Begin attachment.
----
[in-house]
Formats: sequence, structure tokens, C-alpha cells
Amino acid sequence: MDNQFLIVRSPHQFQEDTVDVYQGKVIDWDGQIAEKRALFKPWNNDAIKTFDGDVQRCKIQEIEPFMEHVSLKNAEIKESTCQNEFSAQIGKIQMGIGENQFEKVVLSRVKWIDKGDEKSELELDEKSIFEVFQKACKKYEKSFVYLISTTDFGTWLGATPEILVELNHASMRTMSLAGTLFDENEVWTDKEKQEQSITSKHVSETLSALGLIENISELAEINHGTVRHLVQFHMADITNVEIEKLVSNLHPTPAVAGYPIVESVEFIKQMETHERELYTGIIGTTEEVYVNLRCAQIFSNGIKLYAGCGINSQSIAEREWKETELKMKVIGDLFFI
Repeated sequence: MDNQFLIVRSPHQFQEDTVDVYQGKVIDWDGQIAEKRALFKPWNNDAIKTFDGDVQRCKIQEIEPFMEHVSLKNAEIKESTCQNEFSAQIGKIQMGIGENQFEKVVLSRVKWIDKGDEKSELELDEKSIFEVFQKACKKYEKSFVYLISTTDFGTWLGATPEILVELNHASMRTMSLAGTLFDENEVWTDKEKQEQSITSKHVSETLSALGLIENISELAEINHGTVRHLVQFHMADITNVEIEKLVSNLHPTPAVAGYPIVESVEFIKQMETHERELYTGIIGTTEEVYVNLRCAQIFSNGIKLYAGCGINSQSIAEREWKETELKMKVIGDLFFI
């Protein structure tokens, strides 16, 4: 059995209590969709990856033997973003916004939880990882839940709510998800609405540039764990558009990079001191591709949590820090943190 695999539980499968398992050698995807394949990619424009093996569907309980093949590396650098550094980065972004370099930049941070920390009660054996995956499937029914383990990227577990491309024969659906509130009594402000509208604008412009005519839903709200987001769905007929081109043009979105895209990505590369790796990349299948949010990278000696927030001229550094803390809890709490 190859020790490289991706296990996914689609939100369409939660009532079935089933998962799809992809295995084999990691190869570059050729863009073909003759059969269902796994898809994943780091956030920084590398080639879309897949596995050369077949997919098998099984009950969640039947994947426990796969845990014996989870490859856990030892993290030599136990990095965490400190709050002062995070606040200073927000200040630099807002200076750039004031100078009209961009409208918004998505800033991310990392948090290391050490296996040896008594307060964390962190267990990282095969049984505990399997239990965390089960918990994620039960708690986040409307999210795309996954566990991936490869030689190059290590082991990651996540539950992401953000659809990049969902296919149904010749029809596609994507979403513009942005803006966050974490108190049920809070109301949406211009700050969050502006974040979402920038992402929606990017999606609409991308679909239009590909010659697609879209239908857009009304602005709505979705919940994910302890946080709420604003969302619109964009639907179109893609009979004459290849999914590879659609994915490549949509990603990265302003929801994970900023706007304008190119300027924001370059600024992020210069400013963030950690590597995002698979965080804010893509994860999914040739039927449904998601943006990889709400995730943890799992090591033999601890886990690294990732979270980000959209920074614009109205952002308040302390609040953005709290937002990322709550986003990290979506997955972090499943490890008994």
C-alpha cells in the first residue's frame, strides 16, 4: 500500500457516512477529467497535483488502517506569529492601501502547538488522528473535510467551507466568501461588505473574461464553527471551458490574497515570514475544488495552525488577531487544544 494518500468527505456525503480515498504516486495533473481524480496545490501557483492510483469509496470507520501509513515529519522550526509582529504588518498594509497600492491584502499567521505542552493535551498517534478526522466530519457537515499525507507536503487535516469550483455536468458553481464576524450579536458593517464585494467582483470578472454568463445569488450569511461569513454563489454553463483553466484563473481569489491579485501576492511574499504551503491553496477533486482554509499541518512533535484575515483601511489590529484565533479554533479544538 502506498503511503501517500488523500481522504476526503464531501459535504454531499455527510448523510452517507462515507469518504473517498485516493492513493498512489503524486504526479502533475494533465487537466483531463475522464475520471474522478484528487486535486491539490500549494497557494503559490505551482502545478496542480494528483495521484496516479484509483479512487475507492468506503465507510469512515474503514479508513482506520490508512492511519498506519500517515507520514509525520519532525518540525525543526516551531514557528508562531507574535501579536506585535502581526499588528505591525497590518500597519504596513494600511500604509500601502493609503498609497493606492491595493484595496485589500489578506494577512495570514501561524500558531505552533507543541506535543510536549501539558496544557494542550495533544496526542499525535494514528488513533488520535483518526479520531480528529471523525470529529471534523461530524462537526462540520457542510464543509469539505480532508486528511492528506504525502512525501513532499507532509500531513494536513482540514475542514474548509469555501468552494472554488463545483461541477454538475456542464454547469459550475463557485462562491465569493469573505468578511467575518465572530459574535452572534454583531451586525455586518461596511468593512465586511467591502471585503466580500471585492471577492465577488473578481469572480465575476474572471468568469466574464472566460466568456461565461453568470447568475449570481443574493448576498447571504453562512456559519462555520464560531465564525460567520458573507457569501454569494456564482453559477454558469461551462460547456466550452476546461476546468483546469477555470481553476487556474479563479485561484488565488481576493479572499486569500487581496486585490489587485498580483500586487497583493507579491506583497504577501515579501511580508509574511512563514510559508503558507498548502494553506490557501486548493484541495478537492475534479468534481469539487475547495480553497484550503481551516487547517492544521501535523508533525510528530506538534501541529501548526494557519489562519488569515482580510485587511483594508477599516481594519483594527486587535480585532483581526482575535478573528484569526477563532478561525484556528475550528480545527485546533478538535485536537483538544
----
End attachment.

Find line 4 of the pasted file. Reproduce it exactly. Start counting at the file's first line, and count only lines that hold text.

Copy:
Repeated sequence: MDNQFLIVRSPHQFQEDTVDVYQGKVIDWDGQIAEKRALFKPWNNDAIKTFDGDVQRCKIQEIEPFMEHVSLKNAEIKESTCQNEFSAQIGKIQMGIGENQFEKVVLSRVKWIDKGDEKSELELDEKSIFEVFQKACKKYEKSFVYLISTTDFGTWLGATPEILVELNHASMRTMSLAGTLFDENEVWTDKEKQEQSITSKHVSETLSALGLIENISELAEINHGTVRHLVQFHMADITNVEIEKLVSNLHPTPAVAGYPIVESVEFIKQMETHERELYTGIIGTTEEVYVNLRCAQIFSNGIKLYAGCGINSQSIAEREWKETELKMKVIGDLFFI